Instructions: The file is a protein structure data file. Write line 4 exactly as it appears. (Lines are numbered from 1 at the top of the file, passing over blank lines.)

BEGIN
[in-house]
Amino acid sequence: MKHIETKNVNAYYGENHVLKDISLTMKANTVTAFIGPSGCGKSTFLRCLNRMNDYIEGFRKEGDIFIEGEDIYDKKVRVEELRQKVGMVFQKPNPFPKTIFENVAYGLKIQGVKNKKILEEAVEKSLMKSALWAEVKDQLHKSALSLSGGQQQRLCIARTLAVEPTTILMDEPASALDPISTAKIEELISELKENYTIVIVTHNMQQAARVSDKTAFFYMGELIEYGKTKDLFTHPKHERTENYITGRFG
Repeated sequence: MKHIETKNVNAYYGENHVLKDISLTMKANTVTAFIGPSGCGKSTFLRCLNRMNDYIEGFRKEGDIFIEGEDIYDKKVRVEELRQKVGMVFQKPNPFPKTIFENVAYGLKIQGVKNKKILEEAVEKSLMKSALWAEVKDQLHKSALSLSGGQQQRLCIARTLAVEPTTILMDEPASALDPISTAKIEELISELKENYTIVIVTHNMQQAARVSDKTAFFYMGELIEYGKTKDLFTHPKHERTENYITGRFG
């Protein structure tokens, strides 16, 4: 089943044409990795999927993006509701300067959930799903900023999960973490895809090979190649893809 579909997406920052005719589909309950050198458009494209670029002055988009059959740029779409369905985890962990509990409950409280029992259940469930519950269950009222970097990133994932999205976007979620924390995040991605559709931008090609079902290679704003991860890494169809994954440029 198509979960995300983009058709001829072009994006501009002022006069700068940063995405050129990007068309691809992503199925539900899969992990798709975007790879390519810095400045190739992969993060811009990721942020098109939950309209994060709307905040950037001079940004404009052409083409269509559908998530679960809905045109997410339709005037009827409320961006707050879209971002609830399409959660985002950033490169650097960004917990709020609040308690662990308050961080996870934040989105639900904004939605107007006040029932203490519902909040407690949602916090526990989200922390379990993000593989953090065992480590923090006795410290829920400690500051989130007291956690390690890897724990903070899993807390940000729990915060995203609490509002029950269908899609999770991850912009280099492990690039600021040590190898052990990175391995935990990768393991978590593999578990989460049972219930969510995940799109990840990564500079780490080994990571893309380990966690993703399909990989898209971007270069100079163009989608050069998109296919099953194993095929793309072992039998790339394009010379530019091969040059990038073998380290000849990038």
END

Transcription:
């Protein structure tokens, strides 16, 4: 089943044409990795999927993006509701300067959930799903900023999960973490895809090979190649893809 579909997406920052005719589909309950050198458009494209670029002055988009059959740029779409369905985890962990509990409950409280029992259940469930519950269950009222970097990133994932999205976007979620924390995040991605559709931008090609079902290679704003991860890494169809994954440029 198509979960995300983009058709001829072009994006501009002022006069700068940063995405050129990007068309691809992503199925539900899969992990798709975007790879390519810095400045190739992969993060811009990721942020098109939950309209994060709307905040950037001079940004404009052409083409269509559908998530679960809905045109997410339709005037009827409320961006707050879209971002609830399409959660985002950033490169650097960004917990709020609040308690662990308050961080996870934040989105639900904004939605107007006040029932203490519902909040407690949602916090526990989200922390379990993000593989953090065992480590923090006795410290829920400690500051989130007291956690390690890897724990903070899993807390940000729990915060995203609490509002029950269908899609999770991850912009280099492990690039600021040590190898052990990175391995935990990768393991978590593999578990989460049972219930969510995940799109990840990564500079780490080994990571893309380990966690993703399909990989898209971007270069100079163009989608050069998109296919099953194993095929793309072992039998790339394009010379530019091969040059990038073998380290000849990038």